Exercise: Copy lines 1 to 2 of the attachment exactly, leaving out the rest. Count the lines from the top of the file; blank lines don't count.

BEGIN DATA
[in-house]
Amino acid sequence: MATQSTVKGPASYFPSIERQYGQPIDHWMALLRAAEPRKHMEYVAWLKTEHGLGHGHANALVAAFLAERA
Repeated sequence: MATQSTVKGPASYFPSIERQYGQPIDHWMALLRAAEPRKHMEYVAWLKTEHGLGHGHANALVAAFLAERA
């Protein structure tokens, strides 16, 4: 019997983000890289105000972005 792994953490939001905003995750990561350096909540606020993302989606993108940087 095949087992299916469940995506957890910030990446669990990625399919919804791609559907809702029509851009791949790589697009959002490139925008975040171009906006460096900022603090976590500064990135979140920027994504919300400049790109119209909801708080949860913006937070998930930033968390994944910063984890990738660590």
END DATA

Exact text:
[in-house]
Amino acid sequence: MATQSTVKGPASYFPSIERQYGQPIDHWMALLRAAEPRKHMEYVAWLKTEHGLGHGHANALVAAFLAERA